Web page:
Patient Care Tower Champions

PRH Diagnostic Imaging Department

Choosing a career can be an extremely difficult decision, but for Melody Doehle, an X-ray technologist at Penticton Regional Hospital, the decision was easy.

“My cousin was an X-ray tech, and when she was over for the holidays and on call she would take me in with her,” says Melody. “I was 15 years old and that was what determined my career for me, I just didn’t even think of anything else.”

Melody has been working in Diagnostic Imaging (DI) at PRH since 2000 and says it was the patients that drew her to the field.

MRI tech Tami Ingram, Radiologist Dr. Paul Sanders and X-ray tech Melody Doehle.

Located on the main floor of the hospital, over 45 technologists, 7 radiologists, and support staff work in the Diagnostic Imaging department. Technologists assist in procedures and conduct exams to create images of the body for radiologists to utilize in the diagnosis and treatment of illnesses. Exams include ultrasounds, mammograms, CT scans, MRI scans, Bone Mineral Density scans, and X-rays.

“DI is such a technical field, but we also need to be able to show empathy and help patients relax to get the images that the radiologists need to make the right diagnosis,” says Tami Ingram, an MRI technologist who has been working in the department since 1998.

Dr. Paul Sanders, a radiologist who joined PRH in January 2016, says he feels very fortunate to be part of the medical staff at PRH. 

“It’s the perfect size hospital which provides a good volume and variety of imaging while maintaining a strong community atmosphere,” says Dr. Sanders. “It’s also great to belong to a department where you have supportive staff, from the technologists to the administrators, who appreciate the benefits of working in a smaller hospital and take pride in their work.”

The department is busy doing the imaging for scheduled exams, emergency patients, and hospital patients in the South Okanagan, with over 300 exams happening each day. Managing the volume of patients has been a challenge in the current facility as emergency exams take priority.

Once the new David E. Kampe Tower opens in spring 2019, a new clinic will be available for most scheduled exams, while emergency patients and hospital patients will remain in the existing building. This will allow more exams to be performed each day and provide more predictable wait times for community members. 

 Tami Ingram, Dr. Paul Sanders, and Melody Doehle standing in an X-ray procedure room in the existing hospital building.
“Every patient is important and with the new tower we will be able to better meet the needs of the entire South Okanagan community,” says Melody.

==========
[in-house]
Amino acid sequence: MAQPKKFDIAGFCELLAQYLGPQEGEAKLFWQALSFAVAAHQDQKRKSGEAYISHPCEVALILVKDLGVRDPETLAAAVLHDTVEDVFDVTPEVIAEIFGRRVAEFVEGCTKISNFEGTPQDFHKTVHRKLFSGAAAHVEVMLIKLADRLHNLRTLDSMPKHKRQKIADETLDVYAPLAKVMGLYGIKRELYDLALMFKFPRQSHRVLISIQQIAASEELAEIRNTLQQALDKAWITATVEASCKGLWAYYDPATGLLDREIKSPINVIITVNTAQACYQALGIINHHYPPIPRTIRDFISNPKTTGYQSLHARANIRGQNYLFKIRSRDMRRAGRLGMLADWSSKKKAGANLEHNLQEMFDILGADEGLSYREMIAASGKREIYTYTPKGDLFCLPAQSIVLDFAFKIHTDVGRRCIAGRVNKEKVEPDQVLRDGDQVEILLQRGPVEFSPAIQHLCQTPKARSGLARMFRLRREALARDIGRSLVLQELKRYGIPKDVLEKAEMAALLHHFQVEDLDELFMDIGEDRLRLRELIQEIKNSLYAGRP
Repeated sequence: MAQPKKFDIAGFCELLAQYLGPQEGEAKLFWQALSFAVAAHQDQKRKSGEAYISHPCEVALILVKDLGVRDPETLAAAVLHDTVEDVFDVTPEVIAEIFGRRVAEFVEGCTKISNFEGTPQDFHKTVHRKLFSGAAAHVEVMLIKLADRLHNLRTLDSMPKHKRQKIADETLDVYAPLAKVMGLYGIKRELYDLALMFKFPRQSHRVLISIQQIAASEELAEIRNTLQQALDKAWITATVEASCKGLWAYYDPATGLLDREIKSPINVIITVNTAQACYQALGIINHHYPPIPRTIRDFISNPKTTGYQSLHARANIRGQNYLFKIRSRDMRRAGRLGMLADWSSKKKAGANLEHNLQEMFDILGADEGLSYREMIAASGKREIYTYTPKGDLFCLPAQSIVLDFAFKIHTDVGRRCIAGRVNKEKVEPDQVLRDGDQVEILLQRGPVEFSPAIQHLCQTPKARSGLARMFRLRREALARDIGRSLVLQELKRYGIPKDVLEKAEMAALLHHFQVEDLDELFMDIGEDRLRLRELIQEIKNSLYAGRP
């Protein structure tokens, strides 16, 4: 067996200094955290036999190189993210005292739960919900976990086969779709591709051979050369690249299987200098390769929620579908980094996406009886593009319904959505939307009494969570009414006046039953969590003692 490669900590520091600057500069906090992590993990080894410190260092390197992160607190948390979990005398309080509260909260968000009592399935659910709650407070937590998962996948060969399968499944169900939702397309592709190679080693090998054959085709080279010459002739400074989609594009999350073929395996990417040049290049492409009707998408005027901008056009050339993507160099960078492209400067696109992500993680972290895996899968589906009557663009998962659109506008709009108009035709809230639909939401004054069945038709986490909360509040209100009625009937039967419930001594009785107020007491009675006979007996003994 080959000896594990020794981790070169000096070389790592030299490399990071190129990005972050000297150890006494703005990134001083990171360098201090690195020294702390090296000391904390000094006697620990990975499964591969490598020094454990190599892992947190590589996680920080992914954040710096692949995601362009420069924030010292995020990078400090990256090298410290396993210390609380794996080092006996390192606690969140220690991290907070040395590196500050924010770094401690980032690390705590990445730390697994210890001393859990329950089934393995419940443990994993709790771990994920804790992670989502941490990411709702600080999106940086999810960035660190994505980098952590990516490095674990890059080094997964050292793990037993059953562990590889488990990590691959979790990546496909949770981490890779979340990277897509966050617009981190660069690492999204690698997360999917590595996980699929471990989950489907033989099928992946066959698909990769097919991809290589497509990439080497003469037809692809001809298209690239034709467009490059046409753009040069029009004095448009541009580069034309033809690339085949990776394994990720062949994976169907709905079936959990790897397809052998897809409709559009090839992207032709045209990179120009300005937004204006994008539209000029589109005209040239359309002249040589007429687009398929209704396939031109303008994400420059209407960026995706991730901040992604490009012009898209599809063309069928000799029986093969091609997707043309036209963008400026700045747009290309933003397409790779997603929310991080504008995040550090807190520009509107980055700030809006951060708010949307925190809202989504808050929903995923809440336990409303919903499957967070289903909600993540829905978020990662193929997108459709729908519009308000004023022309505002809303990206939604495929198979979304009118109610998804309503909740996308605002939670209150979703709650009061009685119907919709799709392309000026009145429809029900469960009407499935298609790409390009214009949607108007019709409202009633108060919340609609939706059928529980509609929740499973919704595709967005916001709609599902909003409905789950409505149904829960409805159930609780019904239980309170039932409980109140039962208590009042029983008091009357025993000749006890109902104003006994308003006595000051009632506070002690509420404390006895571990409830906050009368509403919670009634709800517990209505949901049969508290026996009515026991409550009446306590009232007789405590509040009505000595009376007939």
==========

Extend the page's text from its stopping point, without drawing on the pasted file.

A new fixed MRI is another enhancement that will come with the new tower, increasing access to MRI scans in the community and providing more timely access to those needing urgent scans. Currently, MRI scans are done in a mobile unit located outside the hospital for 2 weeks each month. 

“Keeping patients relaxed before a scan can be difficult when you add physical obstacles like going outside to the mobile unit. We are very fortunate to have had the unit, but the addition of a permanent MRI just down the hall will create a smoother environment for us to provide the care that’s needed,” says Tami.

The David E. Kampe Tower will also house a new Nuclear Medicine Department, two x-ray rooms, the mammography department, and ultrasound and bone density procedure rooms.

Many of the enhancements with the new tower were made possible by generous donations from the South Okanagan community. The funding for the fixed MRI and a SPECT CT unit for the new Nuclear Medicine Department were both secured through a $3.5-million and $1.5-million donation from Penticton businessman and philanthropist David Kampe.

“It’s a very positive thing that we have people in our community that can be that generous and able to contribute in a way that will benefit the hospital and community for years to come. It just makes everything more possible,” says Dr. Sanders.


At six storeys high and 280,000 square feet, the David E. Kampe Tower will increase capacity and functionality of ambulatory care services, include five new operating rooms, 84 new single patient rooms, a rooftop helipad and space to allow the UBC Faculty of Medicine program to expand. The project will also accommodate renovations to expand the emergency department and update the pharmacy and supplies and equipment stores.



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